Unfortunately, tumours fight back. Tumour cells try to avoid recognition and binding by CTLs through downregulation of antigen presentation (panel 3), or they recruit immunosuppressive cells, which inhibit CTL function. As a result, even where PD-1/PD-L1 is successfully blocked, the microenvironment still manages to inhibit the effectivity of CTLs. The CTLs are then in a so-called exhausted state and thus ineffective (panel 4). Therefore, a drug is needed that can work alongside and complement the checkpoint therapy.
HDAC inhibitors are a group of synthetic molecules which have been shown to increase the expression of cancer antigens and their presentation to CTLs, as well as the number of CTLs in the tumour microenvironment via the production of cellular signals attracting immune cells to the tumour.
Domatinostat, which is a specific HDAC inhibitor, has previously been tested and showed promising anti-cancer activity as monotherapy. Given the varied effectivity of PD-1/PD-L1 blockade dependent on the microenvironment, Dr Hamm and her team at 4SC proposed that the addition of domatinostat would combat cancer defences causing resistance to checkpoint therapy.
Testing domatinostat in tumour-bearing mice
The first step was to test domatinostat on mice bearing tumour types with varying CTL levels (‘hot’ or ‘cold’ tumours). The mice were then treated with domatinostat and PD-1/PD-L1 blockers (mouse-specific analogues of established human checkpoint inhibitors like nivolumab, pembrolizumab, or avelumab). CT26 tumours are a type of tumour that is considered non-inflamed (cold) and C38 tumours are inflamed (hot).
The results were clear. In the cold CT26 tumours, domatinostat alone decreased the tumour size by half and increased the number of CTLs by eightfold (see figure 2). Furthermore, the treatment triggered the immune-related cellular machinery, enhancing inflammation and turning the tumour into a hot one. Domatinostat also increased the recognisability of tumour cells to the CTLs by upregulating the production of tumour antigens and their presentation on the cell surface. When a combination of domatinostat and PD-1/PD-L1 blockers was administered, the anti-tumoural effect was increased further, whereas PD-1/PD-L1 blockers alone were not effective.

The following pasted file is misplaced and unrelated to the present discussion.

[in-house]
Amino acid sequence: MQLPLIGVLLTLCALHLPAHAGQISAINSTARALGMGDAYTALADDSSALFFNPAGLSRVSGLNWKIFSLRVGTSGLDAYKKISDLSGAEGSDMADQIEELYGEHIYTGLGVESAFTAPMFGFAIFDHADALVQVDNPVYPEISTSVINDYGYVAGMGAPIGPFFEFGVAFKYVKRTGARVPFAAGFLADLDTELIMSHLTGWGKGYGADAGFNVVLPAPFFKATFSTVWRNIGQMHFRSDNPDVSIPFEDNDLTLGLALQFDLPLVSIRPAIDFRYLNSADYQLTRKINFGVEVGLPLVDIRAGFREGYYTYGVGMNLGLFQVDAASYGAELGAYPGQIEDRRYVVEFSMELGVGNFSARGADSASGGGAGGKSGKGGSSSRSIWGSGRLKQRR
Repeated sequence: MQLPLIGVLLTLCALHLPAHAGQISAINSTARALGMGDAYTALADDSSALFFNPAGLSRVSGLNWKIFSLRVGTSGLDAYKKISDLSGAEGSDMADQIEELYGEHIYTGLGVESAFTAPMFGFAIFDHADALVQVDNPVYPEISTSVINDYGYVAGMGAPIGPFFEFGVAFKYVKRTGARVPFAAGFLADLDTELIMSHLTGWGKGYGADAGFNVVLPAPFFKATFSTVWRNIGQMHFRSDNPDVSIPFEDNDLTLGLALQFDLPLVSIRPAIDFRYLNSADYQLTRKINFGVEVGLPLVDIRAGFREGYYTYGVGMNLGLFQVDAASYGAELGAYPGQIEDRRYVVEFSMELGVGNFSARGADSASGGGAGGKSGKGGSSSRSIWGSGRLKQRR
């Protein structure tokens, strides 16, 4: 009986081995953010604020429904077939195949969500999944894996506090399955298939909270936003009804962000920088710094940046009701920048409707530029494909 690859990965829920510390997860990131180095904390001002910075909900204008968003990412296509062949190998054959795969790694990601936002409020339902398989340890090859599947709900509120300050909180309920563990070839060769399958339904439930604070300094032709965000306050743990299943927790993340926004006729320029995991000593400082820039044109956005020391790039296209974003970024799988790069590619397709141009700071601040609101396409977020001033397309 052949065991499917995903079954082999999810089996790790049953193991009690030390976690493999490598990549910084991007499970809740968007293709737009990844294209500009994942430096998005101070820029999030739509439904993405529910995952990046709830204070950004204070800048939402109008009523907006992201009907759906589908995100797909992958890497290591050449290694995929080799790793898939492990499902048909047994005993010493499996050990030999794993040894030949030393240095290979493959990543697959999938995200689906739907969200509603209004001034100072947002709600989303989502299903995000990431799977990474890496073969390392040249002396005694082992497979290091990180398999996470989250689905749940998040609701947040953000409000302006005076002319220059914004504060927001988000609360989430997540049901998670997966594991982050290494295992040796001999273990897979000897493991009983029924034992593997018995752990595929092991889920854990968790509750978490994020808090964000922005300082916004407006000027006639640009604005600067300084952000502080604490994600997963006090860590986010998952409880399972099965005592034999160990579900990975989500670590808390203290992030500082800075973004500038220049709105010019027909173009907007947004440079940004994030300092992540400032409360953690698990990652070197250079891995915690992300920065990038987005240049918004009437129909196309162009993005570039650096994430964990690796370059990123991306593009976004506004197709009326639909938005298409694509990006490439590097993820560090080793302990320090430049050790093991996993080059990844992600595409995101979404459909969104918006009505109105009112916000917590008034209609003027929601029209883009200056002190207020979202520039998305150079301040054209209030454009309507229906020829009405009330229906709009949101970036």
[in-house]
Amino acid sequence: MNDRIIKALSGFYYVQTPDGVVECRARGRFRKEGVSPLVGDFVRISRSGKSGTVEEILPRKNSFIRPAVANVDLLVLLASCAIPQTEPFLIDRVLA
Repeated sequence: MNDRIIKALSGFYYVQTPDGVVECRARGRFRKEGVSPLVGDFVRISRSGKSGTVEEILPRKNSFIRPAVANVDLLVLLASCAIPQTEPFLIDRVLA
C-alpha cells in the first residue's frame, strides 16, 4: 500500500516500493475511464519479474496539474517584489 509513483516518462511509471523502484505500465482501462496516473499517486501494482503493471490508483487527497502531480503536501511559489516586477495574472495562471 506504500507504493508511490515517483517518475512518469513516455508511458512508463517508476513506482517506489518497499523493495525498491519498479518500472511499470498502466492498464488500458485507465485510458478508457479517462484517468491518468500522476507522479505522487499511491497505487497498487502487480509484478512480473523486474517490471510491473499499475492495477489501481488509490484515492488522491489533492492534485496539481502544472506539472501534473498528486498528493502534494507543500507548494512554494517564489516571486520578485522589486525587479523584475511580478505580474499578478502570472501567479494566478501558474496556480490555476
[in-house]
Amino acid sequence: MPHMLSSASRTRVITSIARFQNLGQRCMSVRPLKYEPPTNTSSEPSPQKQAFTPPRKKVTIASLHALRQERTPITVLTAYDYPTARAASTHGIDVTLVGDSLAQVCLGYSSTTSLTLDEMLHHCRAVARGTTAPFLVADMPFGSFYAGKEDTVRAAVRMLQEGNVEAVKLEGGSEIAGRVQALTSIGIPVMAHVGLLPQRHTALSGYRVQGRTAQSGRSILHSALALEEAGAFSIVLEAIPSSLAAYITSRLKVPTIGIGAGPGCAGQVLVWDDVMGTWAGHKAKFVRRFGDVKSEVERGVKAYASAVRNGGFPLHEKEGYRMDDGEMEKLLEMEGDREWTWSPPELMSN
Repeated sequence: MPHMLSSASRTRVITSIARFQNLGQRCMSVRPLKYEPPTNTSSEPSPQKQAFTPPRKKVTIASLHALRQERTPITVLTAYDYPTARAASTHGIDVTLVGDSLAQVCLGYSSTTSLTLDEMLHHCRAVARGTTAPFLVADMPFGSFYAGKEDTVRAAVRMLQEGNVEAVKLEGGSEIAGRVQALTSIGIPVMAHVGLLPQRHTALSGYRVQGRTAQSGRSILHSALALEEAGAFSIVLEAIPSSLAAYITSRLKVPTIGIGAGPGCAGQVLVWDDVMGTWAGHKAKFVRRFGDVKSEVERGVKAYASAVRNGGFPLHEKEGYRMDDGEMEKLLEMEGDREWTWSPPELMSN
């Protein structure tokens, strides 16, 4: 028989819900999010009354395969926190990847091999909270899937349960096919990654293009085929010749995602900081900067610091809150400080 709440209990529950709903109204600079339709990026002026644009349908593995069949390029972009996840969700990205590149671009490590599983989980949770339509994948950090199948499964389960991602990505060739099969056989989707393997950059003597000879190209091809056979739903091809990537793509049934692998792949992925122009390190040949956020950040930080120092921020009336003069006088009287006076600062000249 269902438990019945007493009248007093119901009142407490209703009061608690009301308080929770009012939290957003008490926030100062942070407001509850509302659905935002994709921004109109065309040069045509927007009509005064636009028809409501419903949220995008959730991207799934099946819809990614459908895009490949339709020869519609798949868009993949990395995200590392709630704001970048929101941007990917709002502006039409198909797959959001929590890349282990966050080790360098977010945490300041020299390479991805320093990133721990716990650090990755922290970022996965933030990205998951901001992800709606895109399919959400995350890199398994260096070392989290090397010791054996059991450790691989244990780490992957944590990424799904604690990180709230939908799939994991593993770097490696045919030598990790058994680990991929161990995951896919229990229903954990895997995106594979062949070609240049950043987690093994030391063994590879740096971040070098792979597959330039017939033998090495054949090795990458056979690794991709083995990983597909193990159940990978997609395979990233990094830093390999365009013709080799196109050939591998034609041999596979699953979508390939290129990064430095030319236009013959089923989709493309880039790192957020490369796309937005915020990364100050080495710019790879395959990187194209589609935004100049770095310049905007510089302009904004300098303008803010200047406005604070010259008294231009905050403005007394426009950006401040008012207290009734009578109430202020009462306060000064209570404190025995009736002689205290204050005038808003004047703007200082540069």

Domatinostat consistently improved the tumour immune microenvironment’s composition to maximise the potential for successful PD-1/PD-L1 blockade treatment.
The results from the hot C38 tumour model were similarly impressive. Although C38 tumours already accommodate a high number of CTLs, these cells are not able to eliminate the tumours because of their exhausted state. Consequently, blockade of PD-1/PD-L1 alone has only a minor effect in this type of cancer. Domatinostat, however, managed to increase the number of CTLs in these tumours by nearly twofold, and more importantly, also increased their activity and effectivity. As a result, a greatly increased survival time was achieved, both with domatinostat alone as well as in combination with PD-1/PD-L1 blockade, which resulted in complete healing of more than 50% of the test animals.
Adding to the cocktail